Top Shipbuilders Heavy on Job Cuts Through 2016

Published at 08:37AM - 26/10/16

The shipbuilding industry has been taking a hard hit across Asia, where the world’s top ship and rig builders are based.

Throughout this year, more than 20,000 jobs are estimated to have been eliminated, with plans for the trend to continue.

The highest number of cuts comes from the top three builders based in South Korea – Hyundai Heavy Industries, Daewoo Shipbuilding & Marine Engineering and Samsung Heavy Industries.

Top Shipbuilders Heavy on Job Cuts Through 2016

According to information by the Korea Labour Institute reported by media sources, more cuts could come before the end of this year, with an estimated 40,000 more jobs that could be lost in the period.

Delays in deliveries and a weaker demand are some of the causes that have reportedly led these top three shipyards to plunge in the red on their last quarterly reports.

In Singapore, the scenario is similar, with shipbuilders and oil rig makers like Keppel and Sembcorp Marine eliminating thousands of jobs as a result of a downfall in demand.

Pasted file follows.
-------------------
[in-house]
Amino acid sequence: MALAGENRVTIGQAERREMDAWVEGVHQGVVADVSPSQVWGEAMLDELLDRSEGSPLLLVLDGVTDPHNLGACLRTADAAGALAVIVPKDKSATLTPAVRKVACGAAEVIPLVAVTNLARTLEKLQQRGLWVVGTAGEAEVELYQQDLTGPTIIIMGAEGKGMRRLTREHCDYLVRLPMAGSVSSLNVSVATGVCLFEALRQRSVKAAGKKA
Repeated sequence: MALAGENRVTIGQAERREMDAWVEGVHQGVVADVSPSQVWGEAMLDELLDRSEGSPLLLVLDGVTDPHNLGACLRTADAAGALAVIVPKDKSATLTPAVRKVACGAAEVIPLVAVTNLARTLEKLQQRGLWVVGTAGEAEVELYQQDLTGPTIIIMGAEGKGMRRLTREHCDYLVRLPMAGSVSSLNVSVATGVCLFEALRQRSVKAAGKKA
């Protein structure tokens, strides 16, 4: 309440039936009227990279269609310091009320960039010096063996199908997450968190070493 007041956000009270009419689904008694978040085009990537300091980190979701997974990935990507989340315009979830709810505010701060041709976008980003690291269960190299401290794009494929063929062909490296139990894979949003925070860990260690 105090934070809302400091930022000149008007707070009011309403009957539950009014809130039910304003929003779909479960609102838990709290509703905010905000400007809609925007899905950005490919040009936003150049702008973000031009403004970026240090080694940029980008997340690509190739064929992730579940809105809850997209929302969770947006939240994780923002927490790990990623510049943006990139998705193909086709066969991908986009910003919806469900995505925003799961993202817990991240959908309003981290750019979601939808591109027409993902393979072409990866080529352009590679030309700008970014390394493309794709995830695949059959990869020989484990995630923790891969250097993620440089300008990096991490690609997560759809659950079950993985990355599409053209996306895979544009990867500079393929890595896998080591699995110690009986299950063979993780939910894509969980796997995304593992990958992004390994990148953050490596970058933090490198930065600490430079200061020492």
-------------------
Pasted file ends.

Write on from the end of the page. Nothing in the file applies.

Just last week, Keppel announced it slashed 8,000 jobs from its offshore and marine segment, while Sembcorp is reportedly following the same path, although it has not disclosed any further information on this.

Asian Rig Makers Slash their Headcounts

In fact, this is the reality across the whole sector, where companies have reportedly cut over 350,000 jobs since the oil price crisis started, media sources reported.

More specifically, Hyundai Heavy Industries (HHI) had to reduce approximately 1,500 positions during the first half of 2016, while Samsung Heavy Industries (SSI) had to follow with the same number of cuts.

According to the latter, the implementation of a restructuring plan to raise much-needed funds could bring a further reduction in its workforce of 40% by 2018.

Meanwhile, Daewoo Shipbuilding and Marine Engineering (DSME) is no exception as it is looking to cut its workforce by approximately 1,000 workers before the end of this year and a further 2,000 later on.